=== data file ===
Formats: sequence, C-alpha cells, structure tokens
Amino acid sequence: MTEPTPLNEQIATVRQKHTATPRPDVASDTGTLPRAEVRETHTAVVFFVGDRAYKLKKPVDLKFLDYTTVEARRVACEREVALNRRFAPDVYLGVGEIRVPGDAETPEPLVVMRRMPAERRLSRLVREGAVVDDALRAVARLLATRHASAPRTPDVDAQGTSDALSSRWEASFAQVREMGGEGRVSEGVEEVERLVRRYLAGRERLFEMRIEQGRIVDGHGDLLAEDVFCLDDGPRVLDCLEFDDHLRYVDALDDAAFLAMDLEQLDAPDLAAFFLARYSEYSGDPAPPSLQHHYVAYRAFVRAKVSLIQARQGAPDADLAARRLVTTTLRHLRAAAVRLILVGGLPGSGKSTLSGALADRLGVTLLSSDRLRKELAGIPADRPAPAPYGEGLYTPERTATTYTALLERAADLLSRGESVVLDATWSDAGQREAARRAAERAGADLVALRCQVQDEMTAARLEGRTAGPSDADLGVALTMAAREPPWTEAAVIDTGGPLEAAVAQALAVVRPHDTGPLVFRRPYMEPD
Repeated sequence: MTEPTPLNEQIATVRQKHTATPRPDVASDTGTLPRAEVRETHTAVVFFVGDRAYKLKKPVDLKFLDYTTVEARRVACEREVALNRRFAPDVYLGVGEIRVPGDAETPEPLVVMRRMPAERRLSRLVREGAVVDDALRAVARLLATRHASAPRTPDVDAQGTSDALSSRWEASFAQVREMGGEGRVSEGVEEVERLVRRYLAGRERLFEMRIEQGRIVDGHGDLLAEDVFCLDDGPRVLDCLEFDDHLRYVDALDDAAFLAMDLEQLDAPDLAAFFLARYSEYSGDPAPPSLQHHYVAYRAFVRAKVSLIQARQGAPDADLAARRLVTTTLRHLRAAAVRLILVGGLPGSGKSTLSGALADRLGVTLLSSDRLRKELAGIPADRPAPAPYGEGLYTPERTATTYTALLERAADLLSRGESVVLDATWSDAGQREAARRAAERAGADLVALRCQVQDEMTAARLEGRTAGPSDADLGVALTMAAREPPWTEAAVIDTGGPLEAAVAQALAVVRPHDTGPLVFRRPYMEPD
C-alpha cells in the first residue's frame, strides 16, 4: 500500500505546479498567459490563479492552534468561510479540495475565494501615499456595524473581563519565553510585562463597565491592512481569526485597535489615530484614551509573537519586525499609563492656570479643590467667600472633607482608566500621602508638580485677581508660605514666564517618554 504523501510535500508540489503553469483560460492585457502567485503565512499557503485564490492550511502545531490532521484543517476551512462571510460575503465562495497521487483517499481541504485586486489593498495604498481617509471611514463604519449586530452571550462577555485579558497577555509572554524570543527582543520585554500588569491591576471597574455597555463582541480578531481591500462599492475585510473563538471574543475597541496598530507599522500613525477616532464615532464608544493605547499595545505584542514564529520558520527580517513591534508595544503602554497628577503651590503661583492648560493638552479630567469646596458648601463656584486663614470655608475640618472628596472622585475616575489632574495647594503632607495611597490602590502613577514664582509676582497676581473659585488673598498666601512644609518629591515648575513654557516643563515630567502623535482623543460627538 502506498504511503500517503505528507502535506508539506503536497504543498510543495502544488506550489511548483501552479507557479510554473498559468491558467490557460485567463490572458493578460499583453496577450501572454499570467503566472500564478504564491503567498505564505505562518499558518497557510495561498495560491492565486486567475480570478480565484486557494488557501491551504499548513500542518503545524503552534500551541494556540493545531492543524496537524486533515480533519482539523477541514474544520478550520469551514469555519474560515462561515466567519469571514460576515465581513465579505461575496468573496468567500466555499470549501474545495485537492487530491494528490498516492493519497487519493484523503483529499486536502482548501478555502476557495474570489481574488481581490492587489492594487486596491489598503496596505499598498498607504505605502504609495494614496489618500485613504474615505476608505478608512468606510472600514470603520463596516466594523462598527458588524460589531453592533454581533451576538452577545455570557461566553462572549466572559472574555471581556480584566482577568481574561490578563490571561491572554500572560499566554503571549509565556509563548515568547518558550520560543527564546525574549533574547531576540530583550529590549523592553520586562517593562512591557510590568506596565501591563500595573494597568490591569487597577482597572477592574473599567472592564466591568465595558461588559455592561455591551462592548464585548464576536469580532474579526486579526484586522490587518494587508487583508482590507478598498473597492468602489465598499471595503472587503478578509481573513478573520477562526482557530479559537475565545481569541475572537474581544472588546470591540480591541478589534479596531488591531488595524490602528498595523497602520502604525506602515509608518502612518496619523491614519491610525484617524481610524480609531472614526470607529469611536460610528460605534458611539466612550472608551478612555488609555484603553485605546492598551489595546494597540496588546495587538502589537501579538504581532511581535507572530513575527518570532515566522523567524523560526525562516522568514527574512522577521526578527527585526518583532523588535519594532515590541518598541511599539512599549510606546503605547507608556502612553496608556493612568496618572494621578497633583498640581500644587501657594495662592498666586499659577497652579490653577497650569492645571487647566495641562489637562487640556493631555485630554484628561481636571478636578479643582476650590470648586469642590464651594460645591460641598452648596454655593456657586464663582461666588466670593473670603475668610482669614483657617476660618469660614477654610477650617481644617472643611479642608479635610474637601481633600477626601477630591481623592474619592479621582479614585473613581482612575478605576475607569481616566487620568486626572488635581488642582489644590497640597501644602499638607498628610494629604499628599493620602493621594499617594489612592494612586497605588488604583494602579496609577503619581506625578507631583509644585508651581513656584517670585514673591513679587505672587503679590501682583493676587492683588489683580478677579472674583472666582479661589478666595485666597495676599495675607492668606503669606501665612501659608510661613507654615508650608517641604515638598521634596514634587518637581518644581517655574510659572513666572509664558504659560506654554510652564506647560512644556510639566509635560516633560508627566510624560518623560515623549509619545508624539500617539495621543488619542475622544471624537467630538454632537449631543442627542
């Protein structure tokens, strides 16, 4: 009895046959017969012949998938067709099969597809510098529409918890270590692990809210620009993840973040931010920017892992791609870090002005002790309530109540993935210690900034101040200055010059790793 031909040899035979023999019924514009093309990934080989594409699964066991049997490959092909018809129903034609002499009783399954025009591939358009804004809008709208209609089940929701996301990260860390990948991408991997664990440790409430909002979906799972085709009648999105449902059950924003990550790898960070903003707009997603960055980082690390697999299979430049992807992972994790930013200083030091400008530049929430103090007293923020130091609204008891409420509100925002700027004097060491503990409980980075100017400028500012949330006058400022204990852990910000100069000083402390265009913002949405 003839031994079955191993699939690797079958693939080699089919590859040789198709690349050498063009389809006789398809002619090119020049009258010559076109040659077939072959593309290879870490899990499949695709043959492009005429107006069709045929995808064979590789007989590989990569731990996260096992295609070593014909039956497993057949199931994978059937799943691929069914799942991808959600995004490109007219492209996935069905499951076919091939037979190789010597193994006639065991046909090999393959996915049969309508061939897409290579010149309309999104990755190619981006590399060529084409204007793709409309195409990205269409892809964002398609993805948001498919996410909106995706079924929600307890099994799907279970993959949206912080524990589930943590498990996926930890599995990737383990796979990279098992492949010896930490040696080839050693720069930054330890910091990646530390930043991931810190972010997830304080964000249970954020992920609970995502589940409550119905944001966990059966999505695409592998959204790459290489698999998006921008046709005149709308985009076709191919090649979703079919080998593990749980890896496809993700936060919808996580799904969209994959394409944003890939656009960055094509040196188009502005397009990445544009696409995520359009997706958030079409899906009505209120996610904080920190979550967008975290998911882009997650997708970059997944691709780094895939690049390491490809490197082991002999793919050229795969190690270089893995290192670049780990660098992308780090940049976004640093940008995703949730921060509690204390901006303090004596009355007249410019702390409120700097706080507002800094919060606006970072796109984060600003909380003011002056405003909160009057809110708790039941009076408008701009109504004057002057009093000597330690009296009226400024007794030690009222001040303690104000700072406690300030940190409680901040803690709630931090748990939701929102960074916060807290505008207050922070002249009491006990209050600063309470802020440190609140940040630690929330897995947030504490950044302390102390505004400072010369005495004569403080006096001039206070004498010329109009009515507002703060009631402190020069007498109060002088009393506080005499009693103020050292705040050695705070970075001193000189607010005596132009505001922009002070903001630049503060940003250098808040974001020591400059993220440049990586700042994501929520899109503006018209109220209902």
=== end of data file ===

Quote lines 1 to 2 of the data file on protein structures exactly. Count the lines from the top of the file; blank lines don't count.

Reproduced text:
Formats: sequence, C-alpha cells, structure tokens
Amino acid sequence: MTEPTPLNEQIATVRQKHTATPRPDVASDTGTLPRAEVRETHTAVVFFVGDRAYKLKKPVDLKFLDYTTVEARRVACEREVALNRRFAPDVYLGVGEIRVPGDAETPEPLVVMRRMPAERRLSRLVREGAVVDDALRAVARLLATRHASAPRTPDVDAQGTSDALSSRWEASFAQVREMGGEGRVSEGVEEVERLVRRYLAGRERLFEMRIEQGRIVDGHGDLLAEDVFCLDDGPRVLDCLEFDDHLRYVDALDDAAFLAMDLEQLDAPDLAAFFLARYSEYSGDPAPPSLQHHYVAYRAFVRAKVSLIQARQGAPDADLAARRLVTTTLRHLRAAAVRLILVGGLPGSGKSTLSGALADRLGVTLLSSDRLRKELAGIPADRPAPAPYGEGLYTPERTATTYTALLERAADLLSRGESVVLDATWSDAGQREAARRAAERAGADLVALRCQVQDEMTAARLEGRTAGPSDADLGVALTMAAREPPWTEAAVIDTGGPLEAAVAQALAVVRPHDTGPLVFRRPYMEPD